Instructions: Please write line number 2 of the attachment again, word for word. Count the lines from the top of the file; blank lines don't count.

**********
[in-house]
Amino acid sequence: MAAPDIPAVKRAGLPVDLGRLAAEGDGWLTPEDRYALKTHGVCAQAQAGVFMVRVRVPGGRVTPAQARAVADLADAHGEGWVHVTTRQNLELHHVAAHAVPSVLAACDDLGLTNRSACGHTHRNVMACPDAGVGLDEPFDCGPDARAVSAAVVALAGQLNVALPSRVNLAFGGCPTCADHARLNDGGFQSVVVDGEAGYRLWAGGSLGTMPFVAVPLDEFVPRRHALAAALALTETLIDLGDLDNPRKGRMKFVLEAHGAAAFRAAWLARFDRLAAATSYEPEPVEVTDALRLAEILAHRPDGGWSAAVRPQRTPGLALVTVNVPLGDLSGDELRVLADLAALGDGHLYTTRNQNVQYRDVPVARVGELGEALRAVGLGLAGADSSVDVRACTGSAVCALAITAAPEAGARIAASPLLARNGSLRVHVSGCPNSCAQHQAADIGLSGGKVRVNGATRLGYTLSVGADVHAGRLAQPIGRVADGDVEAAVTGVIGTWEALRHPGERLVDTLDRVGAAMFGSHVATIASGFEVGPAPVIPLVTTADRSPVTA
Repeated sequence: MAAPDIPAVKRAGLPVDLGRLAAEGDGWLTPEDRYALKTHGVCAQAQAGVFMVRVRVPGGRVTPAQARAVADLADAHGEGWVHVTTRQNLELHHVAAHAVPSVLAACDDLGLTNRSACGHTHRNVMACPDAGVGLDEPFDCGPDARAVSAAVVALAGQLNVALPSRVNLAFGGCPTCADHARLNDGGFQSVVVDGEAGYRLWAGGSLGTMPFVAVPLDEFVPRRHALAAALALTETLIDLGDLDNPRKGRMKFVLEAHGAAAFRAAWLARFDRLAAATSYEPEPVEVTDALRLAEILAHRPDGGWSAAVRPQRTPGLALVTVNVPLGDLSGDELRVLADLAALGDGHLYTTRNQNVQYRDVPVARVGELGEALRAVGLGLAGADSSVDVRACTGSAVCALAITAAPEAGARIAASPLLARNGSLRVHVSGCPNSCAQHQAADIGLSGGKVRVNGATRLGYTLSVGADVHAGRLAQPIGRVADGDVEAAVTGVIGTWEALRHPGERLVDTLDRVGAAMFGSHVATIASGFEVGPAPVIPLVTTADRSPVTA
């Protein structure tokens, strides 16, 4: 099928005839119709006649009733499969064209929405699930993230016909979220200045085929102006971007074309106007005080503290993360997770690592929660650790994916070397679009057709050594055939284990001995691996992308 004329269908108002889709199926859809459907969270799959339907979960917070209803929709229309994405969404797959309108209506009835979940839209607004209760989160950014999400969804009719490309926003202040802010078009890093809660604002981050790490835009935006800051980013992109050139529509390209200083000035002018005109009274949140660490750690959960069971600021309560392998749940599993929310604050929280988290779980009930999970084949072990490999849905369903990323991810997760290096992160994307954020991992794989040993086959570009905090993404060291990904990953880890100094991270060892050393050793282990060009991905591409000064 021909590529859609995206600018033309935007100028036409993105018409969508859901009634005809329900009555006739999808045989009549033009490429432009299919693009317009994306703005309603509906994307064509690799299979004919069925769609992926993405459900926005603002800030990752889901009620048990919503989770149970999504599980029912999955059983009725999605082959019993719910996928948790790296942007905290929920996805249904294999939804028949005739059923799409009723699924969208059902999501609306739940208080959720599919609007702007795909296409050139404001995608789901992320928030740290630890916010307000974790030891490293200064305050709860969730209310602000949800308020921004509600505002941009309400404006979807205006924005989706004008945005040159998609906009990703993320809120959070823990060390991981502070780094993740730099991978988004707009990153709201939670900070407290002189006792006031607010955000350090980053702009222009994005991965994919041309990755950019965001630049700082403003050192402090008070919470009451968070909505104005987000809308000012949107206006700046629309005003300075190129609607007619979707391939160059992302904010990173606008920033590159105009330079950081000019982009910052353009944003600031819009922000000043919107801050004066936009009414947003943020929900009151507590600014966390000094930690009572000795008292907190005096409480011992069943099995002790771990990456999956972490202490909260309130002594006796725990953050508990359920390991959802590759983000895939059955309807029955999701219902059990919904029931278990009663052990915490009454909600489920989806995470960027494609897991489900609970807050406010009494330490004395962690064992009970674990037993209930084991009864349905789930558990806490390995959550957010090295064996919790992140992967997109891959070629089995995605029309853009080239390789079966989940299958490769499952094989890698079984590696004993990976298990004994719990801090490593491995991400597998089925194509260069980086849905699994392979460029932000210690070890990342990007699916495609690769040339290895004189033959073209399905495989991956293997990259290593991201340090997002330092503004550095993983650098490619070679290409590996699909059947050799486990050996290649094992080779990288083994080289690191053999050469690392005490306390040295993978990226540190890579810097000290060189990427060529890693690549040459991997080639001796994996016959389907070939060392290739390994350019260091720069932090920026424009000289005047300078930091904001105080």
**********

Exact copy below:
Amino acid sequence: MAAPDIPAVKRAGLPVDLGRLAAEGDGWLTPEDRYALKTHGVCAQAQAGVFMVRVRVPGGRVTPAQARAVADLADAHGEGWVHVTTRQNLELHHVAAHAVPSVLAACDDLGLTNRSACGHTHRNVMACPDAGVGLDEPFDCGPDARAVSAAVVALAGQLNVALPSRVNLAFGGCPTCADHARLNDGGFQSVVVDGEAGYRLWAGGSLGTMPFVAVPLDEFVPRRHALAAALALTETLIDLGDLDNPRKGRMKFVLEAHGAAAFRAAWLARFDRLAAATSYEPEPVEVTDALRLAEILAHRPDGGWSAAVRPQRTPGLALVTVNVPLGDLSGDELRVLADLAALGDGHLYTTRNQNVQYRDVPVARVGELGEALRAVGLGLAGADSSVDVRACTGSAVCALAITAAPEAGARIAASPLLARNGSLRVHVSGCPNSCAQHQAADIGLSGGKVRVNGATRLGYTLSVGADVHAGRLAQPIGRVADGDVEAAVTGVIGTWEALRHPGERLVDTLDRVGAAMFGSHVATIASGFEVGPAPVIPLVTTADRSPVTA